Last Tuesday, I woke up with a desire to use my upcoming days off to go on a trip. I wanted to travel somewhere I could sightsee, take photographs, and be inspired—Savannah, Georgia popped into my head. The last time I had been to Savannah I was in 7th grade, and my main goal for the trip was to kiss my girlfriend Abbey for the first time (it didn’t happen, not on that trip at least). I usually plan things like this well in advance, but this time I decided to follow my impulse. When I found a cozy Airbnb for a good price, I booked it on the spot. I packed on Wednesday and by Thursday morning at 6:50 am I was on the road from Atlanta to Savannah.
I had done some research on the places I should go, so when I arrived in Savannah around noon I went straight to the first place on my list—Bonaventure Cemetery. As a native Atlantan I love Atlanta’s Oakland Cemetery, but Bonaventure is my new favorite. It is the largest and most beautiful cemetery I’ve ever been to. (You can click here to read some of the reasons why I love cemeteries). The entire site is tucked back in a forest of Live Oak trees and Spanish Moss. I walked around the grounds taking photographs of many of the beautiful sculptures and the breathtaking scenery.
After visiting Bonaventure Cemetery, I drove to Savannah's Historic District. A lot of the parking in Savannah is metered and I could only scrounge up enough change for 45 minutes, so I walked briskly through the squares to see and photograph as much as possible without getting a parking ticket: green squares, huge monuments, another cemetery, a horse and buggy casually taking up the entire road, a Segway tour. I made it back to my car with 2 minutes left on the meter as a rain shower began.
By this point I was exhausted, hungry, and thirsty (plus it was raining), so it was time to find my go-to coffee shop for the trip. I found exactly what I was looking for in The Foundery Coffee Pub: great coffee and pastries, a cool atmosphere (mostly Savannah College of Art and Design students from what I could gather), and an old upright piano in the corner. I read some of the Greek Mythology book I brought with me and wrote down some thoughts on what I had seen so far while drinking a decaf latte and eating a blueberry muffin.
The coffee shop was only a few blocks from where I was staying, so after the rain had passed and I was feeling refueled, I drove to the house and got settled in. My room, called “The Writer’s Retreat”, was small but had a bed and a desk, so I was set. I brought my bags in, grabbed my camera again, and started the mile-and-a-half walk to another one of Savannah’s well-known sites: Forsyth Park.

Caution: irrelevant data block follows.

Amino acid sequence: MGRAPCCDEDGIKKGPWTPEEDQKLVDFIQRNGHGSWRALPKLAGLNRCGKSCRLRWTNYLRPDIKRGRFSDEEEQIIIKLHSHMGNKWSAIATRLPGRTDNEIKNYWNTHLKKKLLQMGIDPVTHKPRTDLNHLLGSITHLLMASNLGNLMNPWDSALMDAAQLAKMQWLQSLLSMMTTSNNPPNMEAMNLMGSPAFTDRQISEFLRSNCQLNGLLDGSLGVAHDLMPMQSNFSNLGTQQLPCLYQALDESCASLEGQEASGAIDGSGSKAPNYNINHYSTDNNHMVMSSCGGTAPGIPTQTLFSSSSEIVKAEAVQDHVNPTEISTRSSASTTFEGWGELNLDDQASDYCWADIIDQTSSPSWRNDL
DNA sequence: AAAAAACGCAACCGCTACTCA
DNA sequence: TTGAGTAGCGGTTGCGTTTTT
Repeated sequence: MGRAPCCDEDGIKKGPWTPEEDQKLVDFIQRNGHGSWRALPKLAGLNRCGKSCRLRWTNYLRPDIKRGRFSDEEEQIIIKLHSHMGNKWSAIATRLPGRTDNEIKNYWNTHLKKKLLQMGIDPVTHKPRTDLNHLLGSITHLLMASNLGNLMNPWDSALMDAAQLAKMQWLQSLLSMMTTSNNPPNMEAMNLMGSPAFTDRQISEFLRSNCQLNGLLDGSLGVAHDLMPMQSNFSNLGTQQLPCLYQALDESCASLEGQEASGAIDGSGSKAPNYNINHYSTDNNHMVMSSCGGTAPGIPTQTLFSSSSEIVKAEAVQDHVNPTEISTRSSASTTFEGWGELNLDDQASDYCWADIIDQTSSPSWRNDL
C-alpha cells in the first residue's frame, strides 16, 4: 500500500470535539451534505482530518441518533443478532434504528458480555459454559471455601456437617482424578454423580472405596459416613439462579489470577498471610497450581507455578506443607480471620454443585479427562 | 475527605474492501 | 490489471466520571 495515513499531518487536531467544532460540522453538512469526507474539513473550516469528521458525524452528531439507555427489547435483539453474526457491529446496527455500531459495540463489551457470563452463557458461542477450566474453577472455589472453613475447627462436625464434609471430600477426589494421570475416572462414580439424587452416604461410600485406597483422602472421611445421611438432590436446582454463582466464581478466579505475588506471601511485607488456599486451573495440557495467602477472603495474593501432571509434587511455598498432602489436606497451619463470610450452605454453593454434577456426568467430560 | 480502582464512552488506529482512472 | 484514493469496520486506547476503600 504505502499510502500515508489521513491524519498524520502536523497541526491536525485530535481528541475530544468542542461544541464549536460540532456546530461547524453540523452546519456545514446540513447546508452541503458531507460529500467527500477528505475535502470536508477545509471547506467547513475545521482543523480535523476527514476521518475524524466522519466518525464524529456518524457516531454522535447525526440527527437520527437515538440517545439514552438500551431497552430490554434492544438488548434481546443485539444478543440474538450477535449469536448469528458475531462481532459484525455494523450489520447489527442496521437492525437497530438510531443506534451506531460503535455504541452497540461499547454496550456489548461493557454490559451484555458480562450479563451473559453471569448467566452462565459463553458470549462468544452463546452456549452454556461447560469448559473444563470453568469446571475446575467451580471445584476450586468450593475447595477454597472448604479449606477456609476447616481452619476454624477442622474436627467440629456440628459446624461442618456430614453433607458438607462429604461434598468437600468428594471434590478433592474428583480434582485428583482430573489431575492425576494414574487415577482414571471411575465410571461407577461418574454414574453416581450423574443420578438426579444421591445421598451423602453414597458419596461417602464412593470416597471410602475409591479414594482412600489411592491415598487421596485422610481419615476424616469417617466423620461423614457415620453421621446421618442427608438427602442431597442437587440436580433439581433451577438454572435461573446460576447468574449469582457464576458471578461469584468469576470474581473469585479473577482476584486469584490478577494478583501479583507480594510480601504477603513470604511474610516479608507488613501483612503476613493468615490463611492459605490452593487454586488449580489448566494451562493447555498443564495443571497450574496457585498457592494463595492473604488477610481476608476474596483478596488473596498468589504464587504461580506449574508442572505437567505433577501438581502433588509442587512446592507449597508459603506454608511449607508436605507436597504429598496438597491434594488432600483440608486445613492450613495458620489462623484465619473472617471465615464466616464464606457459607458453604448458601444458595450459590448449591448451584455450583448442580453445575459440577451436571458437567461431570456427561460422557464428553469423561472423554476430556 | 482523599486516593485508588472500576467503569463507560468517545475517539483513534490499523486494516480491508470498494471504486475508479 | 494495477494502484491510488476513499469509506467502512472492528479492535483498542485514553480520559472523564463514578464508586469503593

Not all of Savannah is a tourist attraction, and I walked past some dilapidated convenience stores and fire-damaged houses on my way to the park. Anytime I travel, I try to make a point not to just drive from tourist site to tourist site but to get a full picture of what the area is like. It’s important to remember that everywhere I visit is someone’s home.
Forsyth Park was busy. There was a trumpet player playing by the park's large fountain. I also came across a women knitting, a man throwing a huge stick for his dog to chase, and children playing with their parents on the playground. When you walk around a tourist attraction with a large camera, people tend to hand you their phones to take their picture, so I snapped a few shots for people as I explored.
It was evening now, and after another quick break at the Writer’s Retreat, I drove down to the River Street strip of restaurants, bars, and shops. There was a jazz band playing, so I ended my day by listening to some tunes and walking along the bay.
On day two, I woke up early to do some writing and edit a few of the photos I took the day before. Then I drove back to the Historic District to see the Cathedral of St. John the Baptist. The cathedral is magnificent from the outside, with its two spires rising high above the rest of the buildings in the area, but I was even more amazed once I went inside. The intricate designs of the altar, the stain glass windows, the huge pipe organ, and the artistic designs on the ceiling all combined to leave me in awe.
After leaving the cathedral (but taking some of that feeling of awe along with me) I found a nice small café, Foxy Loxy, where I did a little reading and ate tacos. Then it was time to make the 25-minute drive to Tybee Island and get to the beach.
It was a beautiful day, so having an opportunity to take pictures on the beach with a nice breeze blowing was paradise. I also went to see the lighthouse on Tybee Island. I made up my mind to come back the next morning to see the sunrise over the ocean.
Once I got back from Tybee Island, it was time to take in the sights and sounds of a Friday Night on River Street. I got some great photos and saw a lot of interesting people: a saxophone player, a couple of guitarists, high schoolers taking prom photos, even a pirate. The riverboat and the ferry were zipping back and forth on the bay, and the entire strip was bustling with an electric energy.
On my way back to my room, I stopped by Forsyth Park again and walked past a contentious game of pick-up basketball to take some photos of the lamp-lit fountain. Two boys riding bicycles with neon-green wheels whizzed by.
My last morning in Savannah began with a 5:30 a.m. wake up call that came way too soon, but it was time to head back to Tybee Island to see and photograph the sunrise. When I got there, I saw the lighthouse rising eerily into the dark sky and stopped to take a few photos of it before heading to the beach. As the cool sand chilled my toes, I watched the sun peak over the expansive ocean. It was the perfect way to end an amazing trip. After driving through Savannah's historic squares one last time, I was on my way back to Atlanta with lots of new photographs on my camera and just as many new memories in my mind.